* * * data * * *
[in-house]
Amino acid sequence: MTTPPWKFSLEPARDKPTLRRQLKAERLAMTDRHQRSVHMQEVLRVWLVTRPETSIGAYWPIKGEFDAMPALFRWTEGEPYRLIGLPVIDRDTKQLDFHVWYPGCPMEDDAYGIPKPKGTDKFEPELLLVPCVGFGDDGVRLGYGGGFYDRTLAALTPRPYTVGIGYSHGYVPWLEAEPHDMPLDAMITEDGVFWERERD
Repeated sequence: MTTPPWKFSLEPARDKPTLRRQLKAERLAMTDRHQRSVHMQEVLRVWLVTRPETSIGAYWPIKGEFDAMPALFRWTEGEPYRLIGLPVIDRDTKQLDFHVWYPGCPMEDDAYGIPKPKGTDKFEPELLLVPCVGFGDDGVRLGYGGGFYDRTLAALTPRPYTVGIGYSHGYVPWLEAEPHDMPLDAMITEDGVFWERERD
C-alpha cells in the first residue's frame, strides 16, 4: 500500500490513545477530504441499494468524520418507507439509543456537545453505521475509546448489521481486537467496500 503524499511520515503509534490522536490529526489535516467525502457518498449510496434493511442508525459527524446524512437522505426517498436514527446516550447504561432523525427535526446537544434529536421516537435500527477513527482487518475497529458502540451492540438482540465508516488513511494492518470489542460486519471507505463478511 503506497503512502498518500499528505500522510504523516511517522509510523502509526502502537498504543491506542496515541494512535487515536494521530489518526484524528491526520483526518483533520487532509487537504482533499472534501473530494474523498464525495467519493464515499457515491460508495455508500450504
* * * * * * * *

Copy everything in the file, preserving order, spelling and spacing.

[in-house]
Amino acid sequence: MTTPPWKFSLEPARDKPTLRRQLKAERLAMTDRHQRSVHMQEVLRVWLVTRPETSIGAYWPIKGEFDAMPALFRWTEGEPYRLIGLPVIDRDTKQLDFHVWYPGCPMEDDAYGIPKPKGTDKFEPELLLVPCVGFGDDGVRLGYGGGFYDRTLAALTPRPYTVGIGYSHGYVPWLEAEPHDMPLDAMITEDGVFWERERD
Repeated sequence: MTTPPWKFSLEPARDKPTLRRQLKAERLAMTDRHQRSVHMQEVLRVWLVTRPETSIGAYWPIKGEFDAMPALFRWTEGEPYRLIGLPVIDRDTKQLDFHVWYPGCPMEDDAYGIPKPKGTDKFEPELLLVPCVGFGDDGVRLGYGGGFYDRTLAALTPRPYTVGIGYSHGYVPWLEAEPHDMPLDAMITEDGVFWERERD
C-alpha cells in the first residue's frame, strides 16, 4: 500500500490513545477530504441499494468524520418507507439509543456537545453505521475509546448489521481486537467496500 503524499511520515503509534490522536490529526489535516467525502457518498449510496434493511442508525459527524446524512437522505426517498436514527446516550447504561432523525427535526446537544434529536421516537435500527477513527482487518475497529458502540451492540438482540465508516488513511494492518470489542460486519471507505463478511 503506497503512502498518500499528505500522510504523516511517522509510523502509526502502537498504543491506542496515541494512535487515536494521530489518526484524528491526520483526518483533520487532509487537504482533499472534501473530494474523498464525495467519493464515499457515491460508495455508500450504